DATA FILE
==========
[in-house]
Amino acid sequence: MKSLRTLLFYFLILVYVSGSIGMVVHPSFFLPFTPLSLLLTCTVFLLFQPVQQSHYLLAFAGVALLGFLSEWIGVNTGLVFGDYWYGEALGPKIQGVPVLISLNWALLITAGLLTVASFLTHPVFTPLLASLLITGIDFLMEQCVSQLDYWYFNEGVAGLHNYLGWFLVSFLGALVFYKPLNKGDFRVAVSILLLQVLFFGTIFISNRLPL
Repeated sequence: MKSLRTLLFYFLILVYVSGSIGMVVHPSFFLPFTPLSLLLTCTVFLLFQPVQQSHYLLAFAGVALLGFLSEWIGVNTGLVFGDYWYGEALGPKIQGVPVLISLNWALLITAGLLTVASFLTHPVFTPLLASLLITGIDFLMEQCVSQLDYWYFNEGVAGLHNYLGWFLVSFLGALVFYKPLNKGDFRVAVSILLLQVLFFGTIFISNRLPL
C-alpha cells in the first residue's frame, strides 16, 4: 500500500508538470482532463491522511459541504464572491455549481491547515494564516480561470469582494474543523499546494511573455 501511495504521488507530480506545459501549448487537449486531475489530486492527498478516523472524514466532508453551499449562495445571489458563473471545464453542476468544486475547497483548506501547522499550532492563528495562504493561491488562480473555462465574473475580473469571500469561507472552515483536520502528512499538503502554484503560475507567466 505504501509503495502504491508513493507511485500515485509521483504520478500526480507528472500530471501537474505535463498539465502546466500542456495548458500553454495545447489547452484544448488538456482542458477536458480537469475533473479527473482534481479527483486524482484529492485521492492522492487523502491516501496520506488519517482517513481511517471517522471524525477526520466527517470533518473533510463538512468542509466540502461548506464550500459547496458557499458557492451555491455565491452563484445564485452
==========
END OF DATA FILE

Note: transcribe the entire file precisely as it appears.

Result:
[in-house]
Amino acid sequence: MKSLRTLLFYFLILVYVSGSIGMVVHPSFFLPFTPLSLLLTCTVFLLFQPVQQSHYLLAFAGVALLGFLSEWIGVNTGLVFGDYWYGEALGPKIQGVPVLISLNWALLITAGLLTVASFLTHPVFTPLLASLLITGIDFLMEQCVSQLDYWYFNEGVAGLHNYLGWFLVSFLGALVFYKPLNKGDFRVAVSILLLQVLFFGTIFISNRLPL
Repeated sequence: MKSLRTLLFYFLILVYVSGSIGMVVHPSFFLPFTPLSLLLTCTVFLLFQPVQQSHYLLAFAGVALLGFLSEWIGVNTGLVFGDYWYGEALGPKIQGVPVLISLNWALLITAGLLTVASFLTHPVFTPLLASLLITGIDFLMEQCVSQLDYWYFNEGVAGLHNYLGWFLVSFLGALVFYKPLNKGDFRVAVSILLLQVLFFGTIFISNRLPL
C-alpha cells in the first residue's frame, strides 16, 4: 500500500508538470482532463491522511459541504464572491455549481491547515494564516480561470469582494474543523499546494511573455 501511495504521488507530480506545459501549448487537449486531475489530486492527498478516523472524514466532508453551499449562495445571489458563473471545464453542476468544486475547497483548506501547522499550532492563528495562504493561491488562480473555462465574473475580473469571500469561507472552515483536520502528512499538503502554484503560475507567466 505504501509503495502504491508513493507511485500515485509521483504520478500526480507528472500530471501537474505535463498539465502546466500542456495548458500553454495545447489547452484544448488538456482542458477536458480537469475533473479527473482534481479527483486524482484529492485521492492522492487523502491516501496520506488519517482517513481511517471517522471524525477526520466527517470533518473533510463538512468542509466540502461548506464550500459547496458557499458557492451555491455565491452563484445564485452